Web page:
First, the database client’s GetCustomer method needs to be updated to return a batch of customer records, i.e., from

package db

to

package db

Then, we will define a loader for customers, which will be used inside CustomerResolver to get customer data instead of querying the database directly via db.Client.

package loader

The following method adds a batch-loading capability to the struct.

func (l *customerLoader) loadBatch(ctx context.Context, keys dataloader.Keys) []*dataloader.Result {
n := len(keys)
ids, err := ints(keys)
if err != nil {
return loadBatchError(err, n)
}

DataLoader will batch requests for individual customers from multiple CustomerResolvers, and then call this method passing in a collection of customer IDs. The collection is represented by the dataloader.Keys type, which is defined as a slice of dataloader.Keys. dataloader.Key implements the fmt.Stringer interface and thus can return its string representation. Since customer ID in our case is represented as int32, keys will be string representations of numeric customer IDs. All we need to do to obtain the requested IDs is to perform a conversion from dataloader.Keys to []int32. That’s what the call ints(key) does.

With the IDs in hand, the actual database records can now be retrieved as a batch by calling the database client’s updated GetCustomers method.

DataLoader expects the number of *dataloader.Results returned from the batch-loading method to match the number of dataloader.Keys it has been passed via the keys parameter. In case of an error, this requirement also stands. The loadBatchError method simply returns a slice of the required length in which every element is a pointer to the same dataloader.Result whoseError property is set to the occurred error.

Another expectation set by DataLoader is that the result order matches the key order. That is, if the keys parameter represents customer IDs [3, 2, 1] (in that order), then the corresponding return value []*dataloader.Result must represent customer records in that same order, [customer 3, customer 2, customer 1]. The mustIndex function finds the index of an ID in a list of IDs, and is used to ensure the correct order of the returned values.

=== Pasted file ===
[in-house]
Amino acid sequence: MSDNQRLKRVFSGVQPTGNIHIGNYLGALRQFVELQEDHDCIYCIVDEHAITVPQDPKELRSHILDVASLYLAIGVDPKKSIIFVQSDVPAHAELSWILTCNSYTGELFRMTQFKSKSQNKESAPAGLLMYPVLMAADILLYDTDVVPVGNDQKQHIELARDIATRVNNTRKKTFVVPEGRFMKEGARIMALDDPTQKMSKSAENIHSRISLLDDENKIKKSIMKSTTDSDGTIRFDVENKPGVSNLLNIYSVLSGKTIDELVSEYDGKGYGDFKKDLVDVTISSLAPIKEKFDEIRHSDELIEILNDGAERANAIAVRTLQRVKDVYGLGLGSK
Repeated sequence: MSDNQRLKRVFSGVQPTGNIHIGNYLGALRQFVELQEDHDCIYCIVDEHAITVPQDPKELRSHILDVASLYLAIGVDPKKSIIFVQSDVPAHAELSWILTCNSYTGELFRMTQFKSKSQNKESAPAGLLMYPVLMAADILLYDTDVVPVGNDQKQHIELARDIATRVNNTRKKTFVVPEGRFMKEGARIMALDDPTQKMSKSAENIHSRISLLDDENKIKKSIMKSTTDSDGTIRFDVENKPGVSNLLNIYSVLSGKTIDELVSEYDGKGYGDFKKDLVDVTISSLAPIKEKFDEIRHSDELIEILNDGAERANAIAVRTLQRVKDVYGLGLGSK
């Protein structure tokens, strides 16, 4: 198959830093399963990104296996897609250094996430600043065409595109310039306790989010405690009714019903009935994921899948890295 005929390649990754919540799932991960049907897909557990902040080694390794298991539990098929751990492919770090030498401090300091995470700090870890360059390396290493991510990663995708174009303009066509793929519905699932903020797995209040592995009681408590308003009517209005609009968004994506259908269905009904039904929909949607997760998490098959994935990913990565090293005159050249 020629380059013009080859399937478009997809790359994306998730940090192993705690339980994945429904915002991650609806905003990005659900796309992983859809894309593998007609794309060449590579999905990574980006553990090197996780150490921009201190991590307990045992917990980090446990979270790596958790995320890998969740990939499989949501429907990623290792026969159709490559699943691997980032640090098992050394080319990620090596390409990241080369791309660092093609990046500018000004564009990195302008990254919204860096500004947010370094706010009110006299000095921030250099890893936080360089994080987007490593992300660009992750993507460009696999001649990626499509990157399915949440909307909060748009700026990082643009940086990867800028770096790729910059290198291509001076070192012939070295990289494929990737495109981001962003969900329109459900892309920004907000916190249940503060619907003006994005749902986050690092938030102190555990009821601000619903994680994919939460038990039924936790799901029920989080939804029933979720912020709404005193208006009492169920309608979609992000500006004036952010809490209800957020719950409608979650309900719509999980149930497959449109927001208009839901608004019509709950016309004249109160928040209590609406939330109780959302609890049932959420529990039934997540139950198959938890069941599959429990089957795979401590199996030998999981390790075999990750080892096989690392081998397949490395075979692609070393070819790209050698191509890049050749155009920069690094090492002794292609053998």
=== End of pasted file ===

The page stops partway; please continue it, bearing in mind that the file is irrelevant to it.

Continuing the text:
Typically, DataLoader instances are created per request to avoid problems with using a single cache for multiple users with different access permissions. We will follow this best practice.

package loader

The Map type maps contextKeys to batch-load functions. dataloader.BatchFunc is defined as a function type with the same signature as customerLoader’s loadBatch method. We will call the Init method during application bootstrapping. Then, the returned Map's Attach method will be invoked per request to add new DataLoaders, created by calls to dataloader.NewBatchedLoader, to the request’s context.

Now, we can leverage the DataLoaders in the context by providing a LoadCustomer function.

package loader

extract finds the requested DataLoader in the context, and the loader’s Load method is called with a dataloader.Key representing the customer’s ID (key(id)). If LoadCustomer, and subsequently Load, is called multiple times for different customer IDs, i.e., from multiple resolvers, then DataLoader batches the IDs and queries the database for all of them at once. Then, Load returns the requested customer’s model.

Finally, we can rewrite OrderResolver’s Customer method to make use of DataLoader.

package resolver

The Result

A GraphQL service always has a single API endpoint which, by convention, is available at /graphql, e.g., http://localhost:8080/graphql.

In order to list, say, the first two orders, we would POST the following payload to the endpoint.

{
"query": "{
orders(first: 2) {
id,
time,
}
}"
}

Here is what the the response looks like:

{
"data": {
"orders": [
{
"id": 2,
"time": "2019-06-26T09:40:39.656311Z"
},
{
"id": 4,
"time": "2019-06-29T09:40:39.6591Z"
}
]
}
}

You can see how the shape of the response matches that of the request. We only asked for the ID and time of each order, thus only giving work to do to OrderResolver and effectively only querying the Orders database table.

Let’s extend the query by also requesting customer names.

{
"query": "{
orders(first: 2) {
id,
time,
customer {
name,
},
}
}"
}

The change is reflected in the response:

{
"data": {
"orders": [
{
"customer": {
"name": "andrew"
},
"id": 2,
"time": "2019-06-26T09:40:39.656311Z"
},
{
"customer": {
"name": "max"
},
"id": 4,
"time": "2019-06-29T09:40:39.6591Z"
}
]
}
}

Each order now has a new customer property that contains a sub-property called name with the name of the customer that placed the corresponding order. The customer data has been provided by two CustomerResolvers which internally used DataLoader to get it from the data store. DataLoader batched both customer IDs and made only one database query.

Now, let’s not request customer details, but instead ask for product list for each order.

{
"query": "{
orders(first: 2) {
id,
time,
customer {
name,
},
products {
name,
quantity,
price,
},
}
}"
}

And here is the response:

{
"data": {
"orders": [
{
"id": 2,
"products": [
{
"name": "soap",
"price": 2.49,
"quantity": 4
}
],
"time": "2019-06-26T09:40:39.656311Z"
},
{
"id": 4,
"products": [
{
"name": "toothpaste",
"price": 3.49,
"quantity": 2
},
{
"name": "face wash",
"price": 8.99,
"quantity": 2
}
],
"time": "2019-06-29T09:40:39.6591Z"
}
]
}
}

Our service will not query the database for customer data in this case, but it will query it for product lists for both orders, as a batch.

Summary

We have had a look at a few GraphQL concepts, including strongly-typed schema, custom data types, resolvers, and flexible queries, and got basic understanding of how it works and what it can do. A more advanced topic that we have covered is database querying optimization using DataLoader.

Nevertheless, we have only scratched the surface here as there is so much more to GraphQL. There are plenty of resources online where you can learn more about it, including the official website, https://graphql.org.

Links